For adult patients incontinent of urine and feces who may go eight hours (or more overnight) without changing, is powder containing cornstarch less than ideal?
I ask in HH because I hope patients in hospitals and LTC aren't going eight hours without incontinece care.
I seem to recall the general rule that cornstarch based powders are contraindicated in the presence of fecal incontinece. In addition, for this client, the smell of yeast is very strong during that first diaper change of the day.
Feb 2, '12
Corn starch will cake up and most likely cause an infection. Try to get your HH patients to buy 8 HR briefs. They are more costly than regular ones, but they are very absorbent and keep the urine away from the skin.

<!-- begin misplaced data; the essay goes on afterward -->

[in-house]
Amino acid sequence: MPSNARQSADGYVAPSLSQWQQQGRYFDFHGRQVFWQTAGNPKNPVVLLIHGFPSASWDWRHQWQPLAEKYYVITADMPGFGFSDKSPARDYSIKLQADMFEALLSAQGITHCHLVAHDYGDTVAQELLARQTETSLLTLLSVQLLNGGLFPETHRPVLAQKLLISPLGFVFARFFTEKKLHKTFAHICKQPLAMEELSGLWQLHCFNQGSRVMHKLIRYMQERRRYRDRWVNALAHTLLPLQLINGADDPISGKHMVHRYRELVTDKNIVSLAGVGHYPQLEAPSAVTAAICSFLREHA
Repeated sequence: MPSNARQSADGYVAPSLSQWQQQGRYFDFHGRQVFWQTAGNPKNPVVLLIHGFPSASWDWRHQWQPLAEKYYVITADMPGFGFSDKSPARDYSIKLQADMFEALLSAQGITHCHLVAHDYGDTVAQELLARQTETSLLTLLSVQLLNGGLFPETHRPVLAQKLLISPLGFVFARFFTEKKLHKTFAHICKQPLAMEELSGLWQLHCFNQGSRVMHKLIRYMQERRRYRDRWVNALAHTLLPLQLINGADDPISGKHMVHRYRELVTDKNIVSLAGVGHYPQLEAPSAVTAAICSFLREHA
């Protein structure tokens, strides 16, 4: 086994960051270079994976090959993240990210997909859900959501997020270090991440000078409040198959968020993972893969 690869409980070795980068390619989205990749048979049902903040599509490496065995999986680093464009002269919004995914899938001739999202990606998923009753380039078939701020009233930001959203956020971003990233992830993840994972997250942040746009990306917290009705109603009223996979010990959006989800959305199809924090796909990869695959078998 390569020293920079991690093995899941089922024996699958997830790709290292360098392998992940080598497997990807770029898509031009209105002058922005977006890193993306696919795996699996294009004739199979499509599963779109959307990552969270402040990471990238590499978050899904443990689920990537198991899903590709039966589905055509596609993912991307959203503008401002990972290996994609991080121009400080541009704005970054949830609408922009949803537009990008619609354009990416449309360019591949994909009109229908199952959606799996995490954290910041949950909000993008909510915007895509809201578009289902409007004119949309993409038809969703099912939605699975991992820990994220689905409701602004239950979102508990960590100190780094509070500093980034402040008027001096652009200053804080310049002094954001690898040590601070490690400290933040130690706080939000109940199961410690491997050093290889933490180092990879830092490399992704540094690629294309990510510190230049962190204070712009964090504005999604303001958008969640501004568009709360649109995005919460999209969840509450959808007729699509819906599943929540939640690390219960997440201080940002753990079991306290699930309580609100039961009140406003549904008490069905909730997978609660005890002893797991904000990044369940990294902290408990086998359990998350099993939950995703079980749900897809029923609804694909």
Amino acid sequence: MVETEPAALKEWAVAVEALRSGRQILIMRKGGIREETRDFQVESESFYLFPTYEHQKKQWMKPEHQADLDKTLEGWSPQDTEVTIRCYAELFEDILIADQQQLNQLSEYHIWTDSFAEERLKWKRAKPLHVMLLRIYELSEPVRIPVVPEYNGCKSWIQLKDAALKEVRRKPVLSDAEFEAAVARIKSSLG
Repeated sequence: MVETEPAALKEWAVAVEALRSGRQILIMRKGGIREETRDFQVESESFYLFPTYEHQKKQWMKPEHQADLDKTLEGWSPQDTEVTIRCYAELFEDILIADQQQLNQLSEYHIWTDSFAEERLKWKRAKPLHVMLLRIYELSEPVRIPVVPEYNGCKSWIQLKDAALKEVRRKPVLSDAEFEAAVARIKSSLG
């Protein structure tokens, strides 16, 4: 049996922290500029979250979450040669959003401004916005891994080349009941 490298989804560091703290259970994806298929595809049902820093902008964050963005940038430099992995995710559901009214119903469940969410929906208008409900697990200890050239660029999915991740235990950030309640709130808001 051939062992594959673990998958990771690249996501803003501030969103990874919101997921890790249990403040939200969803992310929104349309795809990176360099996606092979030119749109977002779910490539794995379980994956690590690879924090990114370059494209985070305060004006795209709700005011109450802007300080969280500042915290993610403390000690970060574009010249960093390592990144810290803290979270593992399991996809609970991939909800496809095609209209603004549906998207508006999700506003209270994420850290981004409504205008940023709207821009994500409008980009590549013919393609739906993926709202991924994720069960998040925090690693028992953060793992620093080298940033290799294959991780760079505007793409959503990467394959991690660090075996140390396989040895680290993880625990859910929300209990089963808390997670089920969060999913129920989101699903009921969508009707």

Feb 3, '12
I would also recommend barrier cream applied librally and thickly to the skin before going to bed at night and then cleaning as soon as possible in the AM. Using a thick barrier cream with zinc oxide is my preference...like desitin, balmex etc.
Feb 3, '12
switch to an antifungal powder (not cream) then can still apply barrier cream over the antifungal powder. works wonders
Feb 5, '12
Practical Management Strategies for Diaper Dermatitis
provides the data I sought regarding the combination of urine, and feces which is a reservoir for Candida albicans (yeast), that discourages cornstarch based powders. In a warm, humid, and high pH evironment, feeding on cornstarch, yeast thrive.
We have chosen Baza Moisture Barrier Antifungal Cream as a one-step solution.
Must Read Topics